It’s a funny thing that I think about sometimes, being a writer myself. I try to be very forgiving of authors, because goodness knows we aren’t perfect. And I don’t expect an author to be perfect, but there are some things that drive me to close the book and walk away. And usually, I need more than one of these reasons before I finally give up. I don’t want to be “that” kind of writer, and indeed, I doubt any author does. So here it is, my list of 7 reasons I’ve abandoned an author and their work (and which hopefully we can all avoid in the future!)

  1. Sloppy writing. This isn’t always the author’s fault, certainly, but they didn’t improve matters did they? I can live with a few typos, butย  POV and tense shifts, unclear POV changes, these make me grit my teeth. This is especially frustrating when earlier books were fabulous … and later ones aren’t.
  2. Large sections of characters telling stories or histories that have no bearing on the current plot whatsoever. This is boring.
  3. No character growth arch. Especially in a series with one primary character, it becomes very frustrating when the character makes the same foolish mistakes again and again, and doesn’t seem changed by any of the events in any of the books. Characters are supposed to be people (or people-like), which means like people, they need to grow and change.
  4. Killing beloved characters off for good. Certainly there are fantastic writers out there who disagree with me, and I have read the lists of reasons why it’s good to kill off characters (Yes, Mr. Whedon, we know you love to kill off the nice ones.) As a reader, after investing time and caring about the character only to have them die feels like a cheat. There are always exceptions, and it’s especially annoying when there’s no good reason for the death.
  5. Returning characters who bear no resemblance to who and what they were in previous books. Especially when a series is written over a long period of time, I know myself how difficult it is to maintain those characters, but the inconsistencies “steal” the character we fell in love with in earlier books.
  6. Unclear logic patterns, and poor management of plot and story elements. It frustrates me as a reader when I can’t follow the twists and turns of a plot. Twists seemed to come out of the blue and don’t fit with anything the author has shown me about the world, the characters, or the story. Sprinkle a few breadcrumbs, and I’ll follow, I swear! All writers are different, and we all handle the elements differently – as we should. However, sometimes this makes the story hard to follow, creates inconsistencies, or can detract from the story as a whole. When you start wondering if there was a climax in a book that seemed to be heading for one, it’s kind of annoying.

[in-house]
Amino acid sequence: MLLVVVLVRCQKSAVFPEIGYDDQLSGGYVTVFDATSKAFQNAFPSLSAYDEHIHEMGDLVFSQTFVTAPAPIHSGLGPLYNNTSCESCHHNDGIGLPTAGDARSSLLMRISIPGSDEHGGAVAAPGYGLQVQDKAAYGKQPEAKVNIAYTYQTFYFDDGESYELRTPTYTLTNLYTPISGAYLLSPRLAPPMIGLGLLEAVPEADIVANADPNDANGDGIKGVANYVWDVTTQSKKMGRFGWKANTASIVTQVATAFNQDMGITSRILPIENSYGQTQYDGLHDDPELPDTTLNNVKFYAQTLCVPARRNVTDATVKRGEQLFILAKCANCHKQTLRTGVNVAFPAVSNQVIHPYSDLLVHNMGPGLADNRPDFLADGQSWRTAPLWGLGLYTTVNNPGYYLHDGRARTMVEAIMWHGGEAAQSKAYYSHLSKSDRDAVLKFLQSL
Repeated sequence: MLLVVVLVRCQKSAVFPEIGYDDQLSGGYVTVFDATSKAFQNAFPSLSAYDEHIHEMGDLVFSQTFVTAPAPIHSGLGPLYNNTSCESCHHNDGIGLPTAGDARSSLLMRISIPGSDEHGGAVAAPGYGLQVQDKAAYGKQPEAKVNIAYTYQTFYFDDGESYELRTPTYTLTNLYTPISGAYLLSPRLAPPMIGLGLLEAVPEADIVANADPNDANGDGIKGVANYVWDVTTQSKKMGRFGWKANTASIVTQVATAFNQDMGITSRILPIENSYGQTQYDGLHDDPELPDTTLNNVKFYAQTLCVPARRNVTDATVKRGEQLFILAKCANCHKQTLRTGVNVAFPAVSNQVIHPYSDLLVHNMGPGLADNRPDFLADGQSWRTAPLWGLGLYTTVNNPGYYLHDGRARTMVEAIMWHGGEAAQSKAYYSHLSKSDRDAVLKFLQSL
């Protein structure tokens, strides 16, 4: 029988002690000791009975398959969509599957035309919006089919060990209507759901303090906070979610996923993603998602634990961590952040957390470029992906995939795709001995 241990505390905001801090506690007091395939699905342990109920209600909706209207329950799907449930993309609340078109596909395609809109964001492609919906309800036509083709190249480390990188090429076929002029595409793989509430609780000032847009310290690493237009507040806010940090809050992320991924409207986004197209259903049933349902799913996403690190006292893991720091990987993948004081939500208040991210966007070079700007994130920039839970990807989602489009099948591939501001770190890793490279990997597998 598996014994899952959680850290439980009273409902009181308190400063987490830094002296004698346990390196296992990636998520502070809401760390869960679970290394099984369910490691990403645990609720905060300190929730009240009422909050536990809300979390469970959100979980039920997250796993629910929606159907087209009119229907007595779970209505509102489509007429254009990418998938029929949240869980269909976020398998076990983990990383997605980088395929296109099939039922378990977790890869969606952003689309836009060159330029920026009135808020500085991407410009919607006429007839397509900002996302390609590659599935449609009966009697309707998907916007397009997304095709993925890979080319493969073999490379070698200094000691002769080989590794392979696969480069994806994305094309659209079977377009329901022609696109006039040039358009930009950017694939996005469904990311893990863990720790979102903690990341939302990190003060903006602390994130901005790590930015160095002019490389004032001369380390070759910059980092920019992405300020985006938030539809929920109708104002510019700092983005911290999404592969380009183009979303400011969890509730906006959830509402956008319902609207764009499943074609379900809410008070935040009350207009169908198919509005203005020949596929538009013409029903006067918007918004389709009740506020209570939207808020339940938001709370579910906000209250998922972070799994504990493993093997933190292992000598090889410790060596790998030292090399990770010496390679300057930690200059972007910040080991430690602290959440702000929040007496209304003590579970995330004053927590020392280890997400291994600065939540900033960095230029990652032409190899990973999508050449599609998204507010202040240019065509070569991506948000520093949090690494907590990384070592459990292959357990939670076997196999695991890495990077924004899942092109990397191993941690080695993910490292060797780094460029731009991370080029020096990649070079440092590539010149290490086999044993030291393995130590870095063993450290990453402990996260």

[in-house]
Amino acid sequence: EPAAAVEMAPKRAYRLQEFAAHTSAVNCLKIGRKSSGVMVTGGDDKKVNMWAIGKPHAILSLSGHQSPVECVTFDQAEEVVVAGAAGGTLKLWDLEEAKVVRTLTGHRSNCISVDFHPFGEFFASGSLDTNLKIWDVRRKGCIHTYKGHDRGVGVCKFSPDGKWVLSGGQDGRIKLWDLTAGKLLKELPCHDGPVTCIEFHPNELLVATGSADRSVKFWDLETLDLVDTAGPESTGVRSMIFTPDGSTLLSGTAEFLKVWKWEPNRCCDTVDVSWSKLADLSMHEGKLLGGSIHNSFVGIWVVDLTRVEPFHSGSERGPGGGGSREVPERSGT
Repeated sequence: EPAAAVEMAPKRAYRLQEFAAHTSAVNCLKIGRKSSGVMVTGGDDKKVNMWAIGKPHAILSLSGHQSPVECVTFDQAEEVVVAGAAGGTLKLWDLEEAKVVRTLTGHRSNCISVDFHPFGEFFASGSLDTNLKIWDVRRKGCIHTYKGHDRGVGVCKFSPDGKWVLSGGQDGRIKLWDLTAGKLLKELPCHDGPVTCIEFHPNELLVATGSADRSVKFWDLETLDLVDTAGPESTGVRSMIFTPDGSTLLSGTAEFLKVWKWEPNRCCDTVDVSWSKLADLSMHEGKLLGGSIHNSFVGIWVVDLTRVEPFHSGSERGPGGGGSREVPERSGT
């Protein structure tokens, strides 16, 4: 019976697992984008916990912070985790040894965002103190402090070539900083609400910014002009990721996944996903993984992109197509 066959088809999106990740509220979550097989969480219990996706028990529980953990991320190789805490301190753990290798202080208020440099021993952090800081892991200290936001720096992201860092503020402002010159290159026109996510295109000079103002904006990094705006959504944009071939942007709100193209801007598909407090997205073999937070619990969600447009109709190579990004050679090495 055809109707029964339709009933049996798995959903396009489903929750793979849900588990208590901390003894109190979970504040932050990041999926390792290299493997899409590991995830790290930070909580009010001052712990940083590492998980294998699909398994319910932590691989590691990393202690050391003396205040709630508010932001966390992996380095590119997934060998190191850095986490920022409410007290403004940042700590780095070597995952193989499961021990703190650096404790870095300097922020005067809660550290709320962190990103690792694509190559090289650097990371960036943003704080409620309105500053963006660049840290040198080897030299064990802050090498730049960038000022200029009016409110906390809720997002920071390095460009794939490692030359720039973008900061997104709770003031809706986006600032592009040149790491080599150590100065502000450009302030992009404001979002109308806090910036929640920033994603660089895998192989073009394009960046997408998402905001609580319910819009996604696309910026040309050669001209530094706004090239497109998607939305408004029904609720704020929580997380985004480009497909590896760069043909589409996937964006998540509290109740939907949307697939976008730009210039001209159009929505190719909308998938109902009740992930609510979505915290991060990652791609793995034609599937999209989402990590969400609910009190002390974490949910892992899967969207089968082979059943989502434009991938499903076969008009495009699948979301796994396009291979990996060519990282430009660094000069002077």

7. Lecturing and soapbox oration in fiction. Please leave the soapbox at home. I’ve come for a good story, not a lecture or a political argument. While these can certainly be woven into the story, the story must come first.

Anyway, those are a few of my pet peeves, and why I’ve abandoned authors and series.

Now I turn it over to you: why will you abandon a book, a series, or perhaps the author entirely? What are some of your pet peeves as a reader? Share, so we writers can try to avoid them! ๐Ÿ™‚

Thanks for reading, and hope you have a great week. Oh, and hey, like the post? Why not follow the blog? Have a good one.

The Need for Power: Telepathy and misunderstanding

So now I’ve missed two posts inย  row, with last Friday and than this Monday. My only excuse is for Monday, which was a holiday.

But it’s been that sort of week where I have determined I very certainly need a superpower. I choose telepathy, where I will have the ability to drill my thoughts, feelings, and interpretations into your head via psychic link – even via the internet and over great distance (actually, especially over such great distance, when such seems to compound the chance of misunderstanding.

I do not wish to be misinterpreted or taken to be far bitchier than I am. Have you ever heard the Weepies song “Hideaway that has the line:

Some will call me all kinds of names
Some will say I don’t play the right kind of game
I try to be honest, try to be kind
And honestly leave when I know that it’s time
I know that it’s time

So I suppose that until I develop my super telepathic powers that will allow tone to be always and accurately conveyed in every email, and every laugh to be interpreted correctly, I will have to just try to be honest, try to be kind … and accept that life is as it is.

Are you misinterpreted frequently? Fan of the song?

Thanks for reading, and hope you all have a fantastic week. (And I’ll try for my Friday blog, I swear). ๐Ÿ˜‰

What I’m Reading: Libriomancer

I have a book recommendation for you. It’s a fun one, and be warned: this is the kind of book that will make you want to forget all the things you should be doing and just go off and read. ๐Ÿ™‚

51hecROhA8L._SY344_PJlook-inside-v2,TopRight,1,0_SH20_BO1,204,203,200_To follow with my recent love affair with urban fantasy, I’m reading Libriomancer (Magic Ex Libris, Book 1) by Jim C. Hines. I saw the recommendation on another author page with an interview with the author, and it moved up quickly on my TBR list. And I’m glad it did.

Here’s the back copy:

Isaac Vainio is a Libriomancer, a member of the secret organization founded five centuries ago by Johannes Gutenberg.ย  Libriomancers are gifted with the ability to magically reach into books and draw forth objects. When Isaac is attacked by vampires that leaked from the pages of books into our world, he barely manages to escape. To his horror he discovers that vampires have been attacking other magic-users as well, and Gutenberg has been kidnapped.